So there I was, a couple of Saturdays ago, wandering around a party – perhaps just a little bit squiffy – when I spotted something interesting: a woman dressed up in a (sort of) fox outfit, including a tail.
In my drink-addled mind, I found this so amusing that I thought all of my Facebook friends should know about it (yes, I’m ‘one of those’ on Facebook), and put up a status about being at a party where a woman was wearing a tail.
The only slight problem with this was that I spelt it ‘tale’ (no idea why).
I decided to start talking to this tail-wearing woman – taking great care not to spill my Tesco ‘house red’ on her – but not before I’d asked my Facebook friends how you approach a woman in a tail – oh the hilarity…
Yet again, I spelt it ‘tale’.
Of all the people to gleefully pounce on both the stupidity of the statuses and my inability to choose ‘tail’ over ‘tale’, my sister stepped into the breach to highlight my error: ‘tale or tail?’
No-one else commented on Facebook, but two friends mentioned it the next day and another two made some quip about ‘how do you spell tail?’ later during the week, thus confirming my idiocy.
This is one of the pitfalls of putting yourself out there as a copywriter – you’re always being judged on the words you use and the context in which you use them, whether written or in conversation (obviously spelling and grammar comes into play when actually writing).
I have to admit, I found this difficult in agencies. As a copywriter, it feels like everyone is waiting for you to be erudite, witty, charming, insightful every time you open your mouth… yet every now and then you just want to talk about football or beer, or something really mainstream.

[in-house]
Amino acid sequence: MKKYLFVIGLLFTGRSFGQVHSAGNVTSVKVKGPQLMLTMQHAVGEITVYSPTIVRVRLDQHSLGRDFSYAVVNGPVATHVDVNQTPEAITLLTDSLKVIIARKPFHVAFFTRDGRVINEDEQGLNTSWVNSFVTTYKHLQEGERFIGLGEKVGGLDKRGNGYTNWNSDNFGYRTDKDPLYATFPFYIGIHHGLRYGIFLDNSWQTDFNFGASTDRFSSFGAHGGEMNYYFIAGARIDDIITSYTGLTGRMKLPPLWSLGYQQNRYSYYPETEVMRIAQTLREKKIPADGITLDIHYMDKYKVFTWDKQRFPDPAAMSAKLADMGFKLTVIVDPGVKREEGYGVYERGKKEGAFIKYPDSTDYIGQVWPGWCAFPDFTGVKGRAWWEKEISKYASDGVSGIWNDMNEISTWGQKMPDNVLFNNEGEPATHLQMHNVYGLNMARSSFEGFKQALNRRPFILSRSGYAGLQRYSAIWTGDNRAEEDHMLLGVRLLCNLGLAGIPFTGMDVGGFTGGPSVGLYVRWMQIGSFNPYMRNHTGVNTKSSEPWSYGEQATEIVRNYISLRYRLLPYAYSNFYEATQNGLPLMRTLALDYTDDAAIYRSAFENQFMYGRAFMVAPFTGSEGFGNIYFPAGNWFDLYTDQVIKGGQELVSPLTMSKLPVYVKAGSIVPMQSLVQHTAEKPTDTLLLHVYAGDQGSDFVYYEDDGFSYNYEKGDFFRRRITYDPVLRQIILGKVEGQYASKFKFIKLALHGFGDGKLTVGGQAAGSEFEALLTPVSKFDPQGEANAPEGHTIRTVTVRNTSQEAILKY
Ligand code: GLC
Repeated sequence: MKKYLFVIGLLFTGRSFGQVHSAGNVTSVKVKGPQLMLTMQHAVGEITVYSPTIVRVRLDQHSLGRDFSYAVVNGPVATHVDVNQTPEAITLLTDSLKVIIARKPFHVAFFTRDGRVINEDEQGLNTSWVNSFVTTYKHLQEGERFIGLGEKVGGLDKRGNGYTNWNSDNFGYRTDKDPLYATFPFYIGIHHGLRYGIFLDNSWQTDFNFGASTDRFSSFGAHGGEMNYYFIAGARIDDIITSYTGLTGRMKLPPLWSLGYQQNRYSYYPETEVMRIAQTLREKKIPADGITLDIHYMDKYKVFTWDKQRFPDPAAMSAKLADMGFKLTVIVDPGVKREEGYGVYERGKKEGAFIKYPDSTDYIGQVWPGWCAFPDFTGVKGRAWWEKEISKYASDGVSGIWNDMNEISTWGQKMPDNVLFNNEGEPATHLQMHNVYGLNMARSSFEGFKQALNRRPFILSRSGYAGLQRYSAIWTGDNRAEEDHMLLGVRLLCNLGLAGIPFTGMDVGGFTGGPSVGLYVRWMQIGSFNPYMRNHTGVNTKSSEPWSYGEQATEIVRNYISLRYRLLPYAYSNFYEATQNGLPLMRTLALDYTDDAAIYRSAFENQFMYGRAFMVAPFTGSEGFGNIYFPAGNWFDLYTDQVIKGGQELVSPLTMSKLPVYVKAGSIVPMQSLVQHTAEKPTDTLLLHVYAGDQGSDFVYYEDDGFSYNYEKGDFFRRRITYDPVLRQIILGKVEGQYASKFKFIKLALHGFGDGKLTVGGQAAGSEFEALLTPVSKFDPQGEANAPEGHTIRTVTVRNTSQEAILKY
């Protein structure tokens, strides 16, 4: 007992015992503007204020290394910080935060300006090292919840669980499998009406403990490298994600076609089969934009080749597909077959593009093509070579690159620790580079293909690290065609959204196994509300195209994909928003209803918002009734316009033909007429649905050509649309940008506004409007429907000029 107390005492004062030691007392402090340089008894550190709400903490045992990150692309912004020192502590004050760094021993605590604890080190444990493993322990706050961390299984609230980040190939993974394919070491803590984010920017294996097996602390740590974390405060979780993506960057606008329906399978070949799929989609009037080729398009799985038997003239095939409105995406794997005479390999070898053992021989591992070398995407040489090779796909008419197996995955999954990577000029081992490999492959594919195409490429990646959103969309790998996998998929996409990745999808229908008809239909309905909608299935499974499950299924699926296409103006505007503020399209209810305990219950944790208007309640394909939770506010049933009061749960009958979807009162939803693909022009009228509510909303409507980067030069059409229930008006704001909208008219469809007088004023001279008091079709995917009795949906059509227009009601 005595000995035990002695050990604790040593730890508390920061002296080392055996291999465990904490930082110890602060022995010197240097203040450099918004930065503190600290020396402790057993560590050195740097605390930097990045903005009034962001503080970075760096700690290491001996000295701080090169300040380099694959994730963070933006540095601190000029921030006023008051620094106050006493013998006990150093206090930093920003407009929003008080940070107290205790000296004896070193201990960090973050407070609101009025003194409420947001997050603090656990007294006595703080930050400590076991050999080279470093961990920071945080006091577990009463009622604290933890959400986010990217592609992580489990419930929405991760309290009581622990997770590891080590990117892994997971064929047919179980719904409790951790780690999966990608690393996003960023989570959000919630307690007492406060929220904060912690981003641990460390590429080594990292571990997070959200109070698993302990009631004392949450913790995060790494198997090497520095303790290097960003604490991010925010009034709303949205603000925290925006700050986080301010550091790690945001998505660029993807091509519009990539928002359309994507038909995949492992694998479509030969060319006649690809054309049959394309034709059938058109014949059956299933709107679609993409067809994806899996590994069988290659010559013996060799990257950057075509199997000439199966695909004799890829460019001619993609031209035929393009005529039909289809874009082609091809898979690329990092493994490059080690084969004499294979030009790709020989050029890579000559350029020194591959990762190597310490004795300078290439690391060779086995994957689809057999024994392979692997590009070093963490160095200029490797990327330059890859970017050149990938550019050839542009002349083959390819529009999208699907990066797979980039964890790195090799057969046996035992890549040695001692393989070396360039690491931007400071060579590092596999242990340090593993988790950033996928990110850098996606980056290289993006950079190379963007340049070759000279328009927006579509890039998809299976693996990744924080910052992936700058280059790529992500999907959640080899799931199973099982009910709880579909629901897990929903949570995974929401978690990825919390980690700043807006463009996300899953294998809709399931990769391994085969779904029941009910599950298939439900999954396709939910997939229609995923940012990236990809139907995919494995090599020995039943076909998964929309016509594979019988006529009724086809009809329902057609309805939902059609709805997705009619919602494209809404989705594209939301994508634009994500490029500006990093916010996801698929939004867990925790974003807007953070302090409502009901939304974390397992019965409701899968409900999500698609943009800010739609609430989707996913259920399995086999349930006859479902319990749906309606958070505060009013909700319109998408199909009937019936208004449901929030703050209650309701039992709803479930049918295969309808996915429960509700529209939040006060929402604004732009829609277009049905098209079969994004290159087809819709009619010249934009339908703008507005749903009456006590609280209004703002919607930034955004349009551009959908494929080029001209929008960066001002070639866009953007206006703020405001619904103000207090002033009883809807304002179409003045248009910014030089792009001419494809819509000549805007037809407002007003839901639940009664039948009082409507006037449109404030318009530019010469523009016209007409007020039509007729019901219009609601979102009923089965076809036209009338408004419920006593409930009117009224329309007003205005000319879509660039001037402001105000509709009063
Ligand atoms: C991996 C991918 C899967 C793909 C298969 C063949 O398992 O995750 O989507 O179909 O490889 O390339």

If I send an email, even at midnight, and – through my closing eyelids – I tap out a typo or two, I guarantee someone will call it out.
If a Facebook status or comment has a misspelled word (even if the comment was clearly written in haste) or a misplaced comma, a helpful mate will mention it at some point!
Even when I’m talking to people, face to face, I’m selecting the correct words carefully e.g for ‘naughty behaviour/a naughty comment’, shall I choose risque, controversial, cheeky, awful, underhand, deceitful, duplicitous etc etc.
It’s part of my job to come across as vaguely articulate – who’d hire an inarticulate copywriter? – so my word selection, during conversation, is key in this respect.
In all honesty, I can’t really complain – most of the stuff from my mates is just ribbing.
In any case, copywriting has a degree of arrogance to it – you’re sticking your neck out and saying ‘actually, I think I’m a very good writer, so much so that people should pay for my writing’.
Paradoxically, my writing is only any good if someone else – be they a client or a reader of one of my blogposts – says I am.
Anyway, I’m interested to know if people who work in other fields have the same thing – that they’re never off duty.
Are nutritionist’s mates always waiting to catch them eating a dodgy burger? Do accountants get teased for taking too long to complete a Sudoku or for failing to add up a bill correctly?
Let me know – via tweets or comments on this post – if your work means that you’re never quite off duty.